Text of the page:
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Transit Updates for Greater Grand Rapids


GRDadof3

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I really hope it's something like this that finally brings in the contempt of congress charge. Something he probably thought was nothing but a flea on his radar screen. As a future student (hopefully) in the transport arts, this drives me crazy. The hurdles in the way of a successful transit system are hard enough without the government blatantly misleading the public. Worst. President. Ever.

Edited by tracer1138
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What is really interesting is that the report called for changing FTA criterion. This would help easily develop more electric rail projects. There was also a recommendation for having Small Starts go back to what it was used for originally -- funding streetcar projects. One criteria recommended would be population thresholds. This would make FTA support for rail projects automatic based on population. Cities within 100,000 would qualify for streetcar projects while 200,000+ would qualify for light rail. Some of the recommendations could greatly help Grand Rapids.

Edited by Rizzo
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Seriously, all I can say is that January 09 can not come fast enough.

I agree that I don't think this "editing" should be done in Federal reports, but I don't think our current Administration is the first to do this and sadly I doubt it will be the last one (IMO).

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I agree that I don't think this "editing" should be done in Federal reports, but I don't think our current Administration is the first to do this and sadly I doubt it will be the last one (IMO).

you can say what you want about Bush. history will tell if he did a good job or not based on if his goals were accomplished. it is far too early to tell. what you can say about him though with regards to this is that he is maintaining the status quo. If bush even had anything to do with this he would just be maintianing a long tradition of presidntial cover ups. I doubt the next guy will be any better only different.

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This has nothing to do with what history will show of the Bush Administration. Some more local transit news:

According to The Press, Holland's MAX bus system saw a 3.5 percent increase in ridership on fixed routes. MAX saw a large increase in ridership at: 23.4 percent in Holland Township and 14.1 percent in Zeeland.

Today ITP will be holding an annual meeting at Headquarters. Some items on the agenda are ridership & productivity reports for FY07 and fare box equipment upgrades. In the agenda document, there appears to be a vacancy on the ITP board. :ph34r:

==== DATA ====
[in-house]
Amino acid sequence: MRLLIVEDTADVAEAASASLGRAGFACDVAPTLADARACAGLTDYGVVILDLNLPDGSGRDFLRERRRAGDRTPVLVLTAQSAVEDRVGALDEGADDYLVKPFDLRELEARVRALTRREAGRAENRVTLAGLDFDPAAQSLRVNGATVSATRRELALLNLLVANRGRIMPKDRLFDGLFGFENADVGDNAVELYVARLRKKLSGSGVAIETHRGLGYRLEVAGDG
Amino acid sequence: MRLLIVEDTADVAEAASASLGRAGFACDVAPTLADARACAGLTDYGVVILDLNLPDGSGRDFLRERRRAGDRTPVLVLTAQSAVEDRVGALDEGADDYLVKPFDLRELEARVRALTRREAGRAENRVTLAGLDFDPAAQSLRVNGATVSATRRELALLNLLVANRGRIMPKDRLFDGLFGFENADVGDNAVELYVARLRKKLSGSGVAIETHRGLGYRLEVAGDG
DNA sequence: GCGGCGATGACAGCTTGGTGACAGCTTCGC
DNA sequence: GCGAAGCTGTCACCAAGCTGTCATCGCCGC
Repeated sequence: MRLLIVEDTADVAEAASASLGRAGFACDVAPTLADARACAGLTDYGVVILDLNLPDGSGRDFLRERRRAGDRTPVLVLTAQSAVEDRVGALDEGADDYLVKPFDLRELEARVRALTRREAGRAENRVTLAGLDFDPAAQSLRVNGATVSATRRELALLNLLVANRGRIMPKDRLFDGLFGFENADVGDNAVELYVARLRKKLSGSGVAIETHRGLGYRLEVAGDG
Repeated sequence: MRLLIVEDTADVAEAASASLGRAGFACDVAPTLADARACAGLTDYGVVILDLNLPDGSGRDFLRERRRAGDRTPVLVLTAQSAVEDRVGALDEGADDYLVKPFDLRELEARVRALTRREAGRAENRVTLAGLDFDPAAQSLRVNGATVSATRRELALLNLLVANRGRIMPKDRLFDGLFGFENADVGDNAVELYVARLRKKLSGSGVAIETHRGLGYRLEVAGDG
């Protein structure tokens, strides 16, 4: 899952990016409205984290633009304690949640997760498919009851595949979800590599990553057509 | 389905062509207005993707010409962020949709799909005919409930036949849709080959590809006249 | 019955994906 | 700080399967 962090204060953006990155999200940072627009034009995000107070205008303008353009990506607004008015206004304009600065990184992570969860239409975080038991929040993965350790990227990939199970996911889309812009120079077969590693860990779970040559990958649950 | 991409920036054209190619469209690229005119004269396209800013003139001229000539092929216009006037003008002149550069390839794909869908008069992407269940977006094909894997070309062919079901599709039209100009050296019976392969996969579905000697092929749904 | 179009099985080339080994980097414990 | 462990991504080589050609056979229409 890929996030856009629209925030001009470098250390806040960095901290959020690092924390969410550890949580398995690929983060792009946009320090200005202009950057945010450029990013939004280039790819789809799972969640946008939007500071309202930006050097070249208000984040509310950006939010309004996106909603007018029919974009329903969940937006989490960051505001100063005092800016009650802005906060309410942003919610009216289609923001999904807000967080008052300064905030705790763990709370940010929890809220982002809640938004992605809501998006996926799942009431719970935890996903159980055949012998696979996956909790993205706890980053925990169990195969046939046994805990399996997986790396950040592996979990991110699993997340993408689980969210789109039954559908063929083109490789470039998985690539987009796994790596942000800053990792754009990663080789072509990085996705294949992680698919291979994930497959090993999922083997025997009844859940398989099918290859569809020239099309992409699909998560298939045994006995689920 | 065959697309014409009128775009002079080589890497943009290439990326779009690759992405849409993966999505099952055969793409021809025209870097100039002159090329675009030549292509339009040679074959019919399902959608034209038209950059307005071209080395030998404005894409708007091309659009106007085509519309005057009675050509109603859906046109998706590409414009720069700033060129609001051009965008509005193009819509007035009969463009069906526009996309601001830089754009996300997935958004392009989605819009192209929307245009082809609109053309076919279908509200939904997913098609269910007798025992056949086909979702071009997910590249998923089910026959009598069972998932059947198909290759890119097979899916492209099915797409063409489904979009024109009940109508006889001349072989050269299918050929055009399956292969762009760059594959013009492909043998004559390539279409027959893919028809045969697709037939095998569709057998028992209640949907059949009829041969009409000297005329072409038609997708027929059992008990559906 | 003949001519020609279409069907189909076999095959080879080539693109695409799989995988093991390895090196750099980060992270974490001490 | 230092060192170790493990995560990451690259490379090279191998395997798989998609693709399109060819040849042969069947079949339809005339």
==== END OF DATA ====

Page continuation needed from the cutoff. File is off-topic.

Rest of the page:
Also, did anyone see this on the Rapid site? http://therapid.greenride.ene.com/savings.aspx

Edited by Rizzo
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Yowzers!

Feds designate $480,000 for streetcar study

For the federal government to get involved in a streetcar project might be the first in the country.

This puppy is heating up! :yahoo:

So would this be Ehlers' earmark then? Seems like our Senators are much more tied to the east side of the state.

Of course, most people aren't big fans of earmarks until they land a 1/2 million dollars on a project you're in favor of. :)

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I have heard that the Monroe-Market St. corridor has been selected as the final routing. I'm disappointed. I liked the Ottawa-Ionia corridor better.

I'm disappointed too, but maybe the study being conducted may change the alignment options. :dontknow:

And for those who are looking for additional runs for the Rapid:

Rapid may expand bus runs, hours

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Yesterday, the Public Transportation Tomorrow Taskforce voted to select the Monroe & Market Avenues as the perfered route to study. The study corridor is Monroe Ave. south of Newberry St. and North of Wealthy St. This is based on: vehicle constraints, potential development and construction costs.

Two potential routes in the south end were identified:

)down Market Ave. -- Ney Ave. -- Wealthy St. -- Bus Terminal

)down Market Ave. -- Bartlett St. -- Bus Terminal

It looks like what they want to do is keep the streetcar in one corridor rather than spreading it out a few blocks.

Edited by Rizzo
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By choosing this route, it seems that it's all about ferrying convention center traffic to lodging up N. Monroe or down the street a few blocks to drink beer or go to a game. This entire route is like a 20 min. walk! I hate to say it because I would love a viable streetcar line in GR but this is a waste of money. Expanding the BRT line to serve more of the metro area would be much better. This will end up being like the streetcar line in Kenosha, WI, the main function of that line being to add scenery. No one rides it because it doesn't serve anyone. It just goes from the beach to downtown, which is like 5 blocks. It will be gone in 10 years if it doesn't expand into neighborhoods where people live.